The Law Makers and Breakers of Berkhamsted

Herts police 1841

Rectory Lane Cemetery provides a rich insight into the lives of those who lived in the town before us, a cross-section of society that includes both those who upheld the law and those who broke it.

The Hertfordshire Constabulary was founded in 1841 and Henry Coulter, born in 1804, was one of the first members of the new force, serving as a police officer for some 40 years, ending his career as Superintendent in charge of the police station in Berkhamsted.

Berkhamsted Police station c.1870A ramshackle gaol had stood on the corner of Kings Road and the High Street since 1764 and was rebuilt in 1843 to render it fit as a police station. Local historian Percy Birtchnell described it as ‘…a pleasant double-fronted house. Its antiquity was established by an overhanging upper storey which kept rain off constables when they stood outside the door in King’s Road.’

Contemporary newspaper reports give us an idea of the sort of crimes Henry dealt with and, as might be expected in what was then a modest-sized rural market town, offences included petty theft, poaching and drunken behaviour. On one notable occasion Henry pursued two suspects who had sold coal belonging to their employer to London. The search was initially unsuccessful, but on his way back to Euston station he was invited for a drink and while in the pub Henry noticed someone peering at him from behind a door. Henry recognised the man’s ‘extraordinary red nose’ as belonging to one of the men he was seeking and he found his two wanted men hiding behind the door!

Henry died on 6 January 1889 at the age of 85. His funeral procession was led by an Inspector and four police officers and a large number of spectators attended. His obituary noted that Henry ‘…was a well-known and remarkable personage… universally respected for his genuine qualities and consistent life.’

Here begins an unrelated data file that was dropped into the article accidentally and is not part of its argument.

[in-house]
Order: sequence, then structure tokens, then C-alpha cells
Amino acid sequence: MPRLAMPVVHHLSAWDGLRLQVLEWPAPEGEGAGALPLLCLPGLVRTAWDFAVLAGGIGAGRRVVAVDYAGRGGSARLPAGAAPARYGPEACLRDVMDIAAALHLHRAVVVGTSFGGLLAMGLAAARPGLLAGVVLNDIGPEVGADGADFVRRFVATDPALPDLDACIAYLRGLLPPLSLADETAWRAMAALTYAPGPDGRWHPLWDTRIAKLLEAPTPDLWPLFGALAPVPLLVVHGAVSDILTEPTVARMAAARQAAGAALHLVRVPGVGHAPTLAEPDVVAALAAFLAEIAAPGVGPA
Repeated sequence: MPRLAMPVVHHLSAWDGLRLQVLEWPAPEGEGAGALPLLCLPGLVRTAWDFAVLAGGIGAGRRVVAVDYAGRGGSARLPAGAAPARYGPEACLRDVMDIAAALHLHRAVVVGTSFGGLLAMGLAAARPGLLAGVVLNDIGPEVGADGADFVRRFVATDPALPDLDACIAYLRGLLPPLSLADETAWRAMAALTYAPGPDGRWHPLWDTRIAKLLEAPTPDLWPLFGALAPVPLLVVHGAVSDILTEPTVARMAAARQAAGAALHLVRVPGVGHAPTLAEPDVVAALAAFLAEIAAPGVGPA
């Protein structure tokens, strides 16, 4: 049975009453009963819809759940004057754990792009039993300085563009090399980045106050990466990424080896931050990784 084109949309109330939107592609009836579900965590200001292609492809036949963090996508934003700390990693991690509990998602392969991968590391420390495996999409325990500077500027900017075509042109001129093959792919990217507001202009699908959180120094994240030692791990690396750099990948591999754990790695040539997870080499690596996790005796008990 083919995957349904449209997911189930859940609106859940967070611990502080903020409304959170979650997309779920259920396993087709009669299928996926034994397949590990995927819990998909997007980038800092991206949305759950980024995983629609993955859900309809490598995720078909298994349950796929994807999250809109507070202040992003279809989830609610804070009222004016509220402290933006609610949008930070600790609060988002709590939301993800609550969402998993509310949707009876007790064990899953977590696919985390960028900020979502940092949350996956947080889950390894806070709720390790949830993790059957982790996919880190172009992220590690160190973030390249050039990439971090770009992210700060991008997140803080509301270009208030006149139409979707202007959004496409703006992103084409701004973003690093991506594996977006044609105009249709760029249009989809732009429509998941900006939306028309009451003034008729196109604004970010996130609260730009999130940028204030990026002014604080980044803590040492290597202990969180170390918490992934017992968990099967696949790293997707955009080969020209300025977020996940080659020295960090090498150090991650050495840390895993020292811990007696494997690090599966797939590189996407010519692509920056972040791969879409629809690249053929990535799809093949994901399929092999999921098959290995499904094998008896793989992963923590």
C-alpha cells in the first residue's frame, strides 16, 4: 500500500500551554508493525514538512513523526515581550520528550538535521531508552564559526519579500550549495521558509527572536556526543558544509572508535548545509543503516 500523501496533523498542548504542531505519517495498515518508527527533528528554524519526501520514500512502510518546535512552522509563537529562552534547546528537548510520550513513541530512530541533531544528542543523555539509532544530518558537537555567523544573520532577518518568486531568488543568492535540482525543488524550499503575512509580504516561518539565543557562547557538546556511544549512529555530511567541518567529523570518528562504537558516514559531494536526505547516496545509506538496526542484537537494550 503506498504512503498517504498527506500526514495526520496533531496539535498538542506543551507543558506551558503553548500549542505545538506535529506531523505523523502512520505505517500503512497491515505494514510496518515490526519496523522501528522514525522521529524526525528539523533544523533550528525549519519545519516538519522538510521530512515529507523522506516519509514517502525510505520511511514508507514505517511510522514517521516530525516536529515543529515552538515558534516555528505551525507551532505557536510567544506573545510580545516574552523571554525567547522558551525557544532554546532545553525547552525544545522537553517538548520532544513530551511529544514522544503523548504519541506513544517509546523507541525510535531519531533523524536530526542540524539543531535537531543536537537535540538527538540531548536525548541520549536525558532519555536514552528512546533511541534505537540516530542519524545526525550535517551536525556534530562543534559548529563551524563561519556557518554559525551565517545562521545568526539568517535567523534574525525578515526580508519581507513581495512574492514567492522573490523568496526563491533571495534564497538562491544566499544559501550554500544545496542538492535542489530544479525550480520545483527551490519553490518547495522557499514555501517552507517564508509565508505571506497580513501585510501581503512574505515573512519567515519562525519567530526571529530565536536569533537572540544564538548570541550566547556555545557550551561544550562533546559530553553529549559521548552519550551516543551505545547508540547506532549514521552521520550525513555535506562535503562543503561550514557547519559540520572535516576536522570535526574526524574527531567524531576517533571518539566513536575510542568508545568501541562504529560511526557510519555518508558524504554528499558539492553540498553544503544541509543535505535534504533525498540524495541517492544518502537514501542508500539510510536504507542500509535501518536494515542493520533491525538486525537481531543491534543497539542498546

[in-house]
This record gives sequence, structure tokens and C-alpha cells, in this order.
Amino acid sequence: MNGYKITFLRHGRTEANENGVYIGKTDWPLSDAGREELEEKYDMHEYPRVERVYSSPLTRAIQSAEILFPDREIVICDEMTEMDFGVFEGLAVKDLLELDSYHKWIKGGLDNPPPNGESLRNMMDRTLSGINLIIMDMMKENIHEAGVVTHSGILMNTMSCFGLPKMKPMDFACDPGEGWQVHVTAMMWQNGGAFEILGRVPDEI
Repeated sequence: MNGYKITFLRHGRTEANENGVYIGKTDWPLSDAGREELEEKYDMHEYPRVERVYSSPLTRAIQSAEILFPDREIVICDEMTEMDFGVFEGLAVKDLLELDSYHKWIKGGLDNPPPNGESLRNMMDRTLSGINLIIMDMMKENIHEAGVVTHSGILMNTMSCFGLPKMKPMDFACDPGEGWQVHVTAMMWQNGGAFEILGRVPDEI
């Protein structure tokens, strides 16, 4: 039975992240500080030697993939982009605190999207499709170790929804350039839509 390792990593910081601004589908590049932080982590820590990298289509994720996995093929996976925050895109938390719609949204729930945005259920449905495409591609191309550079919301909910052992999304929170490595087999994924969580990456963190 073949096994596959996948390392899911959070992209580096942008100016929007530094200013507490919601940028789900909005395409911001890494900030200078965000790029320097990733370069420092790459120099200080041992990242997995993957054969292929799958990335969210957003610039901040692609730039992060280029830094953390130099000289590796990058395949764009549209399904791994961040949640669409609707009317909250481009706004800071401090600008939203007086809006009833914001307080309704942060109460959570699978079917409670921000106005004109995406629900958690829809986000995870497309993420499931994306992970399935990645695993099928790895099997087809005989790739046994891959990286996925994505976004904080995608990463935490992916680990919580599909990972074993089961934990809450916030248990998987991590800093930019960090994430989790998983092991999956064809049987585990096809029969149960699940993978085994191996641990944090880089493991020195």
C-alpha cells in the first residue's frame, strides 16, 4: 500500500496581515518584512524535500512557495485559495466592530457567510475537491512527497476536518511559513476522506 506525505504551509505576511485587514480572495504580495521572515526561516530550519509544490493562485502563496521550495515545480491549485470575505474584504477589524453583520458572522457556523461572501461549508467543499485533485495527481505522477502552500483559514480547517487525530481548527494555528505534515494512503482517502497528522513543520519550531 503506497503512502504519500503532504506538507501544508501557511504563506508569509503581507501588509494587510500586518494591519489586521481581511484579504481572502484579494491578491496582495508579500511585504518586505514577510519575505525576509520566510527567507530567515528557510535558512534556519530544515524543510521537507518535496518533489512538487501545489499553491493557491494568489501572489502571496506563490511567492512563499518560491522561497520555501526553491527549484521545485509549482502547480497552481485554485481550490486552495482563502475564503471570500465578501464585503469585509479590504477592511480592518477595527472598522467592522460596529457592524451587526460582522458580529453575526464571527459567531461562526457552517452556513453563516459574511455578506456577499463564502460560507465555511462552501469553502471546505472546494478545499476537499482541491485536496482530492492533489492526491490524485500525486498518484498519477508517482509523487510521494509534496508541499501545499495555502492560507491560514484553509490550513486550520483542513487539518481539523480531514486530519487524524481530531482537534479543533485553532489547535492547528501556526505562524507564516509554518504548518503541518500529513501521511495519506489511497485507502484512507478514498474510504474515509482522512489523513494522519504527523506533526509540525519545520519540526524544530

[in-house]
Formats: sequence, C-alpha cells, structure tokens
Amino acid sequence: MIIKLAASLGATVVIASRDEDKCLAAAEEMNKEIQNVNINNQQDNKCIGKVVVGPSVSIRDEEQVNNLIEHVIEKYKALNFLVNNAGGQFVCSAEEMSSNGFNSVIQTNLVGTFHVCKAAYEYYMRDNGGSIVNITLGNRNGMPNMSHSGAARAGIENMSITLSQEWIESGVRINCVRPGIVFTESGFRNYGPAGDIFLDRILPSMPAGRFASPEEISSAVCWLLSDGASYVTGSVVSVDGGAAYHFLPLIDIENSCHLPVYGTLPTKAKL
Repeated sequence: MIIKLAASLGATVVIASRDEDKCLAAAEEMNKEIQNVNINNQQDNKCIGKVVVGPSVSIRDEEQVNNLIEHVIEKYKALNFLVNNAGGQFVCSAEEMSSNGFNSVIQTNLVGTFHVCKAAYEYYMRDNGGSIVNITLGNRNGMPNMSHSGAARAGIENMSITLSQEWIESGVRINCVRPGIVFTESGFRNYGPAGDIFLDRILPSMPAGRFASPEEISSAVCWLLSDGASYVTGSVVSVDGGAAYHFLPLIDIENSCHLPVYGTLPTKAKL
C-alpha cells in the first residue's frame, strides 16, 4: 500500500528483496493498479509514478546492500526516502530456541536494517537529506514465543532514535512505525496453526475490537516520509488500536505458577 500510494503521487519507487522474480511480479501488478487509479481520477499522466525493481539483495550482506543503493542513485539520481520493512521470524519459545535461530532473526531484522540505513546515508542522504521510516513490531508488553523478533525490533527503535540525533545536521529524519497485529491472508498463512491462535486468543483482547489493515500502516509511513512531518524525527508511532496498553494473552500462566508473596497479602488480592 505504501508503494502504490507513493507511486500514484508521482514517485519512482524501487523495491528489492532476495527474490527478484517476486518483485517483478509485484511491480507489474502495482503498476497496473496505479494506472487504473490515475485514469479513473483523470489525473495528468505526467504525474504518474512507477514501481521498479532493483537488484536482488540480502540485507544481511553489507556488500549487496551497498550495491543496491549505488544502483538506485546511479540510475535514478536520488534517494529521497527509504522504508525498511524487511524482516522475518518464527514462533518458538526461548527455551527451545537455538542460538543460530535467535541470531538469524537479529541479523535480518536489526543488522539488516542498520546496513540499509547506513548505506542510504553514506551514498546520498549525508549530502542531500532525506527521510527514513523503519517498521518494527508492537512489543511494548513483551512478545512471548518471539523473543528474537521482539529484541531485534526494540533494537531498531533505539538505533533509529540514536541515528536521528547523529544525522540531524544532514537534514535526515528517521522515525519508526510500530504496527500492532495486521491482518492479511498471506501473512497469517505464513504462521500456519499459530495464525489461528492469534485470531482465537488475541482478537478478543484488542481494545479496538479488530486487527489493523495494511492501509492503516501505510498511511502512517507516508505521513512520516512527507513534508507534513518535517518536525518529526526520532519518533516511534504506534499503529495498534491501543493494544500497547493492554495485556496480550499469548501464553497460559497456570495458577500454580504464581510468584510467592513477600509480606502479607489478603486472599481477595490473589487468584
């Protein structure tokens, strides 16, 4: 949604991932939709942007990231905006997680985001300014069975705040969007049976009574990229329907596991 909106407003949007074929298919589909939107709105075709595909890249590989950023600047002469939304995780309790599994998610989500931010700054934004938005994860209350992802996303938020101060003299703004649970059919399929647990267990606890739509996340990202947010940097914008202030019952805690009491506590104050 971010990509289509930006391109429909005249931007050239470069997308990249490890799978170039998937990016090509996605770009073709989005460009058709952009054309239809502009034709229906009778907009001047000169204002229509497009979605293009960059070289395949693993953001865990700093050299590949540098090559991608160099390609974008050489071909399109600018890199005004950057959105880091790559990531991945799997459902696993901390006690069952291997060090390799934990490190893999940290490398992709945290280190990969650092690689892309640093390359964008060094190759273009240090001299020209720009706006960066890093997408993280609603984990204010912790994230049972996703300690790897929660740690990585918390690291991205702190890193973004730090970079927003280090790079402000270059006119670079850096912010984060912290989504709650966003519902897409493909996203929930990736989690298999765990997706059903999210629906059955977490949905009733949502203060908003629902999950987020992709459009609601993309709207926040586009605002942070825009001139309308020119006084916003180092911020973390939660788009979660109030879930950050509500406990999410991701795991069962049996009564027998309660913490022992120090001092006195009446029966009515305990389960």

If Henry Coulter was an upholder of the law, John Batchelor was the opposite.

It must be remembered though, that crimes of the time were considered very differently, and there was little or no tolerance for small-time bad behaviour, especially for the working classes.

John, born in Hawridge in 1855, moved to Berkhamsted where he worked as a carpenter. John was also an inveterate poacher. He was convicted and fined in 1889, charged with trespassing in search of conies on land belonging to Mr T A Dorrien-Smith, whose gamekeeper said he was on Long Green and saw Batchelor scramble up a rabbit net and ferret, and put them in his pocket. John and his accomplice were each fined £1.

Only two years later, in 1891, John was again accused of trespassing in search of game. Two men were seen in a field near Cross Oak working the dogs through dells and pit holes. In his defence, John said the landowner had told him to look out on the land. He admitted that a rabbit darted across his path in front of him, and he shot it. John was fined 25s and costs.

Isaac Channer

A young man who found himself in more serious trouble with the law was Isaac Channer.

In September 1869, age 16, he stole three tame rabbits and a handkerchief! On 3 January 1870 he was convicted of stealing 3s 6d from his master, Daniel Elbourne, embezzling 3s, 5s and 5s, also from Daniel, and obtaining 10s by false pretences from Eliza Winkfield. Isaac was described as a labourer of ‘imperfect’ education. He was sentenced to four months’ imprisonment with hard labour at Aylesbury House of Correction.

More seriously, on 7 May 1870, Isaac, aged 17, was arrested for ‘Wilfully setting fire to the dwelling-house of Henry Grover, at Chesham, on 12 September 1868, also setting fire to certain farm buildings, the property of The Right Hon. William George, Baron Chesham.’ He was tried on 21 July 1870 at Aylesbury, pleaded guilty to arson and was sentenced to five years penal servitude.

Isaac married Julia Bartlett on 21 July 1878 and seems to have put his wayward youth behind him. In 1881 the Channers were living in Holliday Street and Isaac was working as a cellarman.

The Rectory Lane Cemetery project is indebted to the volunteer researchers who unearth the fascinating stories of the people who lived (and died) before us and shaped this town. To discover more go to